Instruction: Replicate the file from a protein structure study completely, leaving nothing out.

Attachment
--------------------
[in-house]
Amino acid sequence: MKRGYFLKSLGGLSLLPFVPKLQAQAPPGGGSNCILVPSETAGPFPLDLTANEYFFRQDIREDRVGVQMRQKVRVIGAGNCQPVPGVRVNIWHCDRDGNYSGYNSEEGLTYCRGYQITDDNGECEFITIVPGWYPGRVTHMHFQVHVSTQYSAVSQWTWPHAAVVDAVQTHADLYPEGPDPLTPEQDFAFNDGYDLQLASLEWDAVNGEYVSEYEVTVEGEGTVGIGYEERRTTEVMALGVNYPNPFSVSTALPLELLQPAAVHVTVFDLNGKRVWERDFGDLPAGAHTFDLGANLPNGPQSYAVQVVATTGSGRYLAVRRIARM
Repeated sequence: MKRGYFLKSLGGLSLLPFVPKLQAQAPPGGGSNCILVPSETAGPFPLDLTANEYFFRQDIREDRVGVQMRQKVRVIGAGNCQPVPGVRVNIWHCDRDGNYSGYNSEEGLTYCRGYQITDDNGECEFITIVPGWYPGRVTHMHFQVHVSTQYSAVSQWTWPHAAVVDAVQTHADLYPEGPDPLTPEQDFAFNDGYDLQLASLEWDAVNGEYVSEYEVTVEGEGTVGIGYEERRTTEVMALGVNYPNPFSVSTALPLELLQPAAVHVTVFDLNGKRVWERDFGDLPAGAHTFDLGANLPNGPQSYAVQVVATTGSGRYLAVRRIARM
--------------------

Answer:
[in-house]
Amino acid sequence: MKRGYFLKSLGGLSLLPFVPKLQAQAPPGGGSNCILVPSETAGPFPLDLTANEYFFRQDIREDRVGVQMRQKVRVIGAGNCQPVPGVRVNIWHCDRDGNYSGYNSEEGLTYCRGYQITDDNGECEFITIVPGWYPGRVTHMHFQVHVSTQYSAVSQWTWPHAAVVDAVQTHADLYPEGPDPLTPEQDFAFNDGYDLQLASLEWDAVNGEYVSEYEVTVEGEGTVGIGYEERRTTEVMALGVNYPNPFSVSTALPLELLQPAAVHVTVFDLNGKRVWERDFGDLPAGAHTFDLGANLPNGPQSYAVQVVATTGSGRYLAVRRIARM
Repeated sequence: MKRGYFLKSLGGLSLLPFVPKLQAQAPPGGGSNCILVPSETAGPFPLDLTANEYFFRQDIREDRVGVQMRQKVRVIGAGNCQPVPGVRVNIWHCDRDGNYSGYNSEEGLTYCRGYQITDDNGECEFITIVPGWYPGRVTHMHFQVHVSTQYSAVSQWTWPHAAVVDAVQTHADLYPEGPDPLTPEQDFAFNDGYDLQLASLEWDAVNGEYVSEYEVTVEGEGTVGIGYEERRTTEVMALGVNYPNPFSVSTALPLELLQPAAVHVTVFDLNGKRVWERDFGDLPAGAHTFDLGANLPNGPQSYAVQVVATTGSGRYLAVRRIARM